Spain -- the next big subprime case !

Discussion in 'Trading' started by trillenium, Aug 11, 2007.


    From 1998 to 2007, U.S. home prices increased by an average of 50 percent. The corresponding value in the Netherlands, France and Sweden was 75 percent, while for Spain, Ireland and the United Kingdom it was 100 percent.

    Rises in home prices alone do not mean the loan systems were unstable, although they probably indicate some sort of bubble. Europe's worst problems will be in the countries where some U.S.-style subprime lending practices overlap with the above-mentioned stratospheric house prices.

    By far the most exposed country will be Spain, where 98 percent of new mortgages are variable rate and the bulk of new mortgages go to recent immigrants with little to no to bad credit history. The combination of volatility plus inexperience plus skyrocketing house prices plus weak demographics (Spain has very few nonimmigrant young people to soak up houses sold by retirees) threatens to create the perfect storm of housing and financial crisis.
  2. Relax, 75% appreciation over 10 years amounts to around 6% annual appreciation. That's pretty normal for housing.
  3. Depends on where inflation is. I don't buy the line that inflation is as low as they say it is, but I'm not sure it's 4.5-5% which is where it needs to be for 6% annual home appreciation to be normal.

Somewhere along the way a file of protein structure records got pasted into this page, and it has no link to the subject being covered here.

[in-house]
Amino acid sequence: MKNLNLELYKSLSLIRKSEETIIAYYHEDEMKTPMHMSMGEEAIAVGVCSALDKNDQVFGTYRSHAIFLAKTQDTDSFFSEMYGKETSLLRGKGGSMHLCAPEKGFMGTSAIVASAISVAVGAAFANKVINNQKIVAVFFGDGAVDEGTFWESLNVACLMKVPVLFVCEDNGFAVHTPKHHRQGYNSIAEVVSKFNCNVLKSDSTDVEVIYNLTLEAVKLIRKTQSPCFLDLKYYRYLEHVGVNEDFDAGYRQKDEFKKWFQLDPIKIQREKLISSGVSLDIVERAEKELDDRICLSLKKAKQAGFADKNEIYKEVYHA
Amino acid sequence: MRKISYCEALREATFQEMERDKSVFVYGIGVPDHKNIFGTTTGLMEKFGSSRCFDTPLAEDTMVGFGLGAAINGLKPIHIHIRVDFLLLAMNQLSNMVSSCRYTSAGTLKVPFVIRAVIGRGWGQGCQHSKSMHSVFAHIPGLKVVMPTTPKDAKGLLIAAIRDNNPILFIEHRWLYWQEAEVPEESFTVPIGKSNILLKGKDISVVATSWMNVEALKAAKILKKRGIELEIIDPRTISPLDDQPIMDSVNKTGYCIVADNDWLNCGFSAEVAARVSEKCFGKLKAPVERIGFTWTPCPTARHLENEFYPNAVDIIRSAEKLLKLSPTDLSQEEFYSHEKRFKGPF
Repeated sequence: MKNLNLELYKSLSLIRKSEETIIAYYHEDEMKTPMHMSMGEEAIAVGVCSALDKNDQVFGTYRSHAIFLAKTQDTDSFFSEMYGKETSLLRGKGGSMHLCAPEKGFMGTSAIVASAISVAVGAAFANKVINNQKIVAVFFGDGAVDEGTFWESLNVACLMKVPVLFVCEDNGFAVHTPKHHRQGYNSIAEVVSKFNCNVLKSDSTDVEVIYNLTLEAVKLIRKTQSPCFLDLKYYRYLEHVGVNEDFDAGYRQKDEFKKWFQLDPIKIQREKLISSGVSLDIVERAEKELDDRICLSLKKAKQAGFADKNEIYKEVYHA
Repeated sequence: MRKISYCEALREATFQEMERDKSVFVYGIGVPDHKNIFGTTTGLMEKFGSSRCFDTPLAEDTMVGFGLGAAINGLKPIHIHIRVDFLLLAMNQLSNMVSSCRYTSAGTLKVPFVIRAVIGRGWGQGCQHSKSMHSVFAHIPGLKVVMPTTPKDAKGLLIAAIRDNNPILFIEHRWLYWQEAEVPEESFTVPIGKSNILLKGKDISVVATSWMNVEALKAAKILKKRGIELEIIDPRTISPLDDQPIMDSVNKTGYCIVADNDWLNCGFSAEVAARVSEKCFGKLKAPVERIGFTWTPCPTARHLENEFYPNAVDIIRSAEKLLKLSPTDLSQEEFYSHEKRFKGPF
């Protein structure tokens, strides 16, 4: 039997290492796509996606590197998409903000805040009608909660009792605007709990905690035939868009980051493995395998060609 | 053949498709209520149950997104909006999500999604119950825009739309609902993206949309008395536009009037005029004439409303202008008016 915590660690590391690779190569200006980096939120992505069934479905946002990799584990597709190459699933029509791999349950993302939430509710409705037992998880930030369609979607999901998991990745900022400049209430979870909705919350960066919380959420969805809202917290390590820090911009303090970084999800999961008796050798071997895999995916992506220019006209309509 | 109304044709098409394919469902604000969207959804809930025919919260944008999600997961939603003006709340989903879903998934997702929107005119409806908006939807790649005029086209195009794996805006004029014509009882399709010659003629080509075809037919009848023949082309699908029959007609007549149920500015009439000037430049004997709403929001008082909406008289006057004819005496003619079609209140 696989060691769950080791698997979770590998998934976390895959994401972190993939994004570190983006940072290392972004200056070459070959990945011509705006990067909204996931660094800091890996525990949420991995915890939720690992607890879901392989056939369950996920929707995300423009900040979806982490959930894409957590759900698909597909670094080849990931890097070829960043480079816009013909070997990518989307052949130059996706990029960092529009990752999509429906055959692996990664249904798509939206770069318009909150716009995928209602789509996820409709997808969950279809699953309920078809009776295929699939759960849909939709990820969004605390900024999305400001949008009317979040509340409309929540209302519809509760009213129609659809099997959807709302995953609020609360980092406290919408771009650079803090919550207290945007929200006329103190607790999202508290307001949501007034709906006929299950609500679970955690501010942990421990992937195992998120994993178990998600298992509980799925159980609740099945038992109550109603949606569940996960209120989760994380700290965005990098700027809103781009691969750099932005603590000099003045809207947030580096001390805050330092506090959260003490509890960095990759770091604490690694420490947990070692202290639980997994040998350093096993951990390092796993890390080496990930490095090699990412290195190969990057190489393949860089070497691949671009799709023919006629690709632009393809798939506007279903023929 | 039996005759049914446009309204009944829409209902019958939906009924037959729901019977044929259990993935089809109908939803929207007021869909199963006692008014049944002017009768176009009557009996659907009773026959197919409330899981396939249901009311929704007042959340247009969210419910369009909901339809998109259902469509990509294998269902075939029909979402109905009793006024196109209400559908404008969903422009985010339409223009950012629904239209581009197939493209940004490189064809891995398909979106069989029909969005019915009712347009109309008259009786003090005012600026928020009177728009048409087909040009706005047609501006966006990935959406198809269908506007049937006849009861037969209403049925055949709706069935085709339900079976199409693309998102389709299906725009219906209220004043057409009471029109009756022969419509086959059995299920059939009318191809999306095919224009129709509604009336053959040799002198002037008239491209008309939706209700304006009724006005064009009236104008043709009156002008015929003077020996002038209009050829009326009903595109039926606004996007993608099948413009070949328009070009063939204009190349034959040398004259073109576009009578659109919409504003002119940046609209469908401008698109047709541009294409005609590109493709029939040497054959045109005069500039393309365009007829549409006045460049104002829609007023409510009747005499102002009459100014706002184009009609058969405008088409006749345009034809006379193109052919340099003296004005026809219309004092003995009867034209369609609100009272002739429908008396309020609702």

Home appreciation probably never beat fed funds rate as badly as it did 2001-2006.
  4. The Financial Times has been reporting this story since at least late 2006. And Bloomberg more recently

    There are residential ghost-towns around certain Madrid suburbs due to overbuilding. There is no question but that Spain is heading into a housing recession.

    Ireland too appears to be on the precipice with similar lending standards (which is to say, no lending standards), variable rate debt and rampant house price appreciation that has just ground to a halt.

    Unlike the US and UK, theses countries have never experienced a housing bubble and have both had Socialist leanings in their political past. So we'll see what happens when wide-scale foreclosures get under way.
  5. If I recall, back in March of so, the Economist had an article describing entire "towns" and communities of new built up houses that were empty. People having to drive 10 minutes through mazes of empty homes to get to a corner store... kind of a haunting precedent for what could happen in Spains credit Markets.